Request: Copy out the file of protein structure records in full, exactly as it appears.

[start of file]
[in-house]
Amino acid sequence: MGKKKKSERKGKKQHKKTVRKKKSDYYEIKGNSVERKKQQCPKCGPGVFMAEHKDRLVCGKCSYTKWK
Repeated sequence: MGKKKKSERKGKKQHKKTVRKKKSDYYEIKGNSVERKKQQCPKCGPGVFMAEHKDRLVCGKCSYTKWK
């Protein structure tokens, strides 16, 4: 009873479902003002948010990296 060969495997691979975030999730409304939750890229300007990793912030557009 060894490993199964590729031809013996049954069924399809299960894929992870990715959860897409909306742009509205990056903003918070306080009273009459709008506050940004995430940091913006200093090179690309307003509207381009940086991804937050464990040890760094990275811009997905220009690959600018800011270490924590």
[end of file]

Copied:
[in-house]
Amino acid sequence: MGKKKKSERKGKKQHKKTVRKKKSDYYEIKGNSVERKKQQCPKCGPGVFMAEHKDRLVCGKCSYTKWK
Repeated sequence: MGKKKKSERKGKKQHKKTVRKKKSDYYEIKGNSVERKKQQCPKCGPGVFMAEHKDRLVCGKCSYTKWK
């Protein structure tokens, strides 16, 4: 009873479902003002948010990296 060969495997691979975030999730409304939750890229300007990793912030557009 060894490993199964590729031809013996049954069924399809299960894929992870990715959860897409909306742009509205990056903003918070306080009273009459709008506050940004995430940091913006200093090179690309307003509207381009940086991804937050464990040890760094990275811009997905220009690959600018800011270490924590």